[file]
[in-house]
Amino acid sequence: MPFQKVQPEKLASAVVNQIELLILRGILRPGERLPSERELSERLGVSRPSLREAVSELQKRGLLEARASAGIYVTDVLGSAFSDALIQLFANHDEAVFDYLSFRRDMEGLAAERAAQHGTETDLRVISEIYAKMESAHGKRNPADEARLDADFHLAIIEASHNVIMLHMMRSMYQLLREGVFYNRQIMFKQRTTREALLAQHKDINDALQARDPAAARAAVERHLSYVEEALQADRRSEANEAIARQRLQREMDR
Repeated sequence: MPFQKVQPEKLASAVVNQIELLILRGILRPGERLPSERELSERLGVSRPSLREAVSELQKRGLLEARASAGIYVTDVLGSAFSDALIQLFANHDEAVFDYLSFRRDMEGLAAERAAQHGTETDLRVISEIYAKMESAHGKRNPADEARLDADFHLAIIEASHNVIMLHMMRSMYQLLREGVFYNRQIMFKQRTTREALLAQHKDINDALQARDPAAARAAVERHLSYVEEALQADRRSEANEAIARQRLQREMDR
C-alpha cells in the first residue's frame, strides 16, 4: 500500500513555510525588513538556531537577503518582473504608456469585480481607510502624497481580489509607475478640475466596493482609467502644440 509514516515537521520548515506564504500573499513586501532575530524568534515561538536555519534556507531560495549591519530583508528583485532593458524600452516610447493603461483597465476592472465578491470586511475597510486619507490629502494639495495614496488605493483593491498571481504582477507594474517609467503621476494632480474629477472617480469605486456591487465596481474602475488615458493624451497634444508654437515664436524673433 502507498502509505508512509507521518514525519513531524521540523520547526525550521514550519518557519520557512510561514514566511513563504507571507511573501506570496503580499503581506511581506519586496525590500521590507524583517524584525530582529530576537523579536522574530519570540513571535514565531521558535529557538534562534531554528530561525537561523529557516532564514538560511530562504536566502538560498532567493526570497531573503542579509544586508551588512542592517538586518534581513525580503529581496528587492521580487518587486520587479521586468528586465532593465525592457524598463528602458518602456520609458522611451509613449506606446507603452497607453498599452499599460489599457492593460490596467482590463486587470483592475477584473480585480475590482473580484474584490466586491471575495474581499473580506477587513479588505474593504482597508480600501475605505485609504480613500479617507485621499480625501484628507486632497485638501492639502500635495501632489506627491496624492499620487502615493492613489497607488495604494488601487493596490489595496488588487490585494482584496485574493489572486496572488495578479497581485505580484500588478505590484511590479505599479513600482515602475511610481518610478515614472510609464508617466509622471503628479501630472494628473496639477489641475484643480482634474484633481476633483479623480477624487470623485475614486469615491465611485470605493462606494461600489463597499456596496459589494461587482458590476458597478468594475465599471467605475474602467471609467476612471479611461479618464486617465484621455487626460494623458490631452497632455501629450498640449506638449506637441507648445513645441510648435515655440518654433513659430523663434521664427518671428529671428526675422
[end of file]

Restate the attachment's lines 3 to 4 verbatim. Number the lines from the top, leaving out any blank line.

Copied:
Repeated sequence: MPFQKVQPEKLASAVVNQIELLILRGILRPGERLPSERELSERLGVSRPSLREAVSELQKRGLLEARASAGIYVTDVLGSAFSDALIQLFANHDEAVFDYLSFRRDMEGLAAERAAQHGTETDLRVISEIYAKMESAHGKRNPADEARLDADFHLAIIEASHNVIMLHMMRSMYQLLREGVFYNRQIMFKQRTTREALLAQHKDINDALQARDPAAARAAVERHLSYVEEALQADRRSEANEAIARQRLQREMDR
C-alpha cells in the first residue's frame, strides 16, 4: 500500500513555510525588513538556531537577503518582473504608456469585480481607510502624497481580489509607475478640475466596493482609467502644440 509514516515537521520548515506564504500573499513586501532575530524568534515561538536555519534556507531560495549591519530583508528583485532593458524600452516610447493603461483597465476592472465578491470586511475597510486619507490629502494639495495614496488605493483593491498571481504582477507594474517609467503621476494632480474629477472617480469605486456591487465596481474602475488615458493624451497634444508654437515664436524673433 502507498502509505508512509507521518514525519513531524521540523520547526525550521514550519518557519520557512510561514514566511513563504507571507511573501506570496503580499503581506511581506519586496525590500521590507524583517524584525530582529530576537523579536522574530519570540513571535514565531521558535529557538534562534531554528530561525537561523529557516532564514538560511530562504536566502538560498532567493526570497531573503542579509544586508551588512542592517538586518534581513525580503529581496528587492521580487518587486520587479521586468528586465532593465525592457524598463528602458518602456520609458522611451509613449506606446507603452497607453498599452499599460489599457492593460490596467482590463486587470483592475477584473480585480475590482473580484474584490466586491471575495474581499473580506477587513479588505474593504482597508480600501475605505485609504480613500479617507485621499480625501484628507486632497485638501492639502500635495501632489506627491496624492499620487502615493492613489497607488495604494488601487493596490489595496488588487490585494482584496485574493489572486496572488495578479497581485505580484500588478505590484511590479505599479513600482515602475511610481518610478515614472510609464508617466509622471503628479501630472494628473496639477489641475484643480482634474484633481476633483479623480477624487470623485475614486469615491465611485470605493462606494461600489463597499456596496459589494461587482458590476458597478468594475465599471467605475474602467471609467476612471479611461479618464486617465484621455487626460494623458490631452497632455501629450498640449506638449506637441507648445513645441510648435515655440518654433513659430523663434521664427518671428529671428526675422